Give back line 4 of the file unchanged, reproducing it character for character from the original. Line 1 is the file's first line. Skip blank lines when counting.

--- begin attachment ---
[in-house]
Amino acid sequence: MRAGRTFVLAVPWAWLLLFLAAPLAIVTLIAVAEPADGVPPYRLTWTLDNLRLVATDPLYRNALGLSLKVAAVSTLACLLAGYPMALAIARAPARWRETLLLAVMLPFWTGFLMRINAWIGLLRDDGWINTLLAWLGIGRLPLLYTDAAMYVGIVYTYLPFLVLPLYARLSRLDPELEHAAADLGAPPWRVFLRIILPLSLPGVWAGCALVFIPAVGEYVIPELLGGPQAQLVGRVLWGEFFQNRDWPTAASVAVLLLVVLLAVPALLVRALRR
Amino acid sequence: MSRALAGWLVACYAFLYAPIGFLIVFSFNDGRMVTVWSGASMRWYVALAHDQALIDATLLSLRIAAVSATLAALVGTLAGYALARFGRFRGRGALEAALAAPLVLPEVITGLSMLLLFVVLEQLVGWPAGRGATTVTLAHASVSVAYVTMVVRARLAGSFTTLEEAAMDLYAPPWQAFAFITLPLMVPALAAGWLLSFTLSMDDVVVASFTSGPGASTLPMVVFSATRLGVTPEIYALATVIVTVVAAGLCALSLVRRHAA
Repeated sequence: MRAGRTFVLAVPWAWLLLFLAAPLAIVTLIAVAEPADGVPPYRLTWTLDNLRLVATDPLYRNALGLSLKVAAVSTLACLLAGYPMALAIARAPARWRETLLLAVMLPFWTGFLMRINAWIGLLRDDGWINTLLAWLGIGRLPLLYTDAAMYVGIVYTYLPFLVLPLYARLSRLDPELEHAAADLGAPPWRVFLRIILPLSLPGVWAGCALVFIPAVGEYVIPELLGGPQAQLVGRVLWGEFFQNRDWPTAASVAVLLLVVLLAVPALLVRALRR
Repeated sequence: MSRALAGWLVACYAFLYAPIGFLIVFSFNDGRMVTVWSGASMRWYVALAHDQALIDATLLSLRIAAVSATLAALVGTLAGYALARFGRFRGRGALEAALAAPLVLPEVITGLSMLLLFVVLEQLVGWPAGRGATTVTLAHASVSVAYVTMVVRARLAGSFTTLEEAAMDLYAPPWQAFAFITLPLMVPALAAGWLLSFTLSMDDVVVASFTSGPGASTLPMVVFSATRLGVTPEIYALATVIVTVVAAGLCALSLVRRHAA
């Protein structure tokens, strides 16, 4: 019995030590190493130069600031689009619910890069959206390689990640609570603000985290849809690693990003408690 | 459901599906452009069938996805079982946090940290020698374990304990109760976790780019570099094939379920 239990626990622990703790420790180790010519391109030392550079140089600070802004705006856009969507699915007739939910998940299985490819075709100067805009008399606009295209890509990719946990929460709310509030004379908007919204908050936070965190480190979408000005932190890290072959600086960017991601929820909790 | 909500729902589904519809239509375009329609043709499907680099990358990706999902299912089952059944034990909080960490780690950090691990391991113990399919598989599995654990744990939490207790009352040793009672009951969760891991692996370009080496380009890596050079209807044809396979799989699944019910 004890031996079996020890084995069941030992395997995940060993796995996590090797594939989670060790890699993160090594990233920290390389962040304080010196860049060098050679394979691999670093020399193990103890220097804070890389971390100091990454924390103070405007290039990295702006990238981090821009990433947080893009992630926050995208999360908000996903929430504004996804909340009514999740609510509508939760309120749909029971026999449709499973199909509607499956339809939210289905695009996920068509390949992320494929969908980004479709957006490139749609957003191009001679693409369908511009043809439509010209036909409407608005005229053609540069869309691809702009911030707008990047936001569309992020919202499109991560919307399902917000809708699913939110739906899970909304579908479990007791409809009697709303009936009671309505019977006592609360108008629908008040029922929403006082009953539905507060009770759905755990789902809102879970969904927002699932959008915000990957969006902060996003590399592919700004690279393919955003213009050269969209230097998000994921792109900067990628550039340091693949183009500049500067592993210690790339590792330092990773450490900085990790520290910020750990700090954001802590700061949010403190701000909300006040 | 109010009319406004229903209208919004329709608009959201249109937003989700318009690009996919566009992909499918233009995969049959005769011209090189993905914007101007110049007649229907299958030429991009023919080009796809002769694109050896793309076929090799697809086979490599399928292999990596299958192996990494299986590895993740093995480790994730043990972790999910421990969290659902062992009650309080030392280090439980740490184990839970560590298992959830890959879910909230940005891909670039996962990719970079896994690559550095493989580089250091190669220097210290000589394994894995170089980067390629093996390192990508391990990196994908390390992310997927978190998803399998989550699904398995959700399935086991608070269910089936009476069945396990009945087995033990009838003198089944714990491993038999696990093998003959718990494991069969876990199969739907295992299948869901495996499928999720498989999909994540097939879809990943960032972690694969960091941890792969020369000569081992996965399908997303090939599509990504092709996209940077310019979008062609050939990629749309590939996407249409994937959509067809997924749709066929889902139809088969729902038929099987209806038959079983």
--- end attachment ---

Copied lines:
Repeated sequence: MRAGRTFVLAVPWAWLLLFLAAPLAIVTLIAVAEPADGVPPYRLTWTLDNLRLVATDPLYRNALGLSLKVAAVSTLACLLAGYPMALAIARAPARWRETLLLAVMLPFWTGFLMRINAWIGLLRDDGWINTLLAWLGIGRLPLLYTDAAMYVGIVYTYLPFLVLPLYARLSRLDPELEHAAADLGAPPWRVFLRIILPLSLPGVWAGCALVFIPAVGEYVIPELLGGPQAQLVGRVLWGEFFQNRDWPTAASVAVLLLVVLLAVPALLVRALRR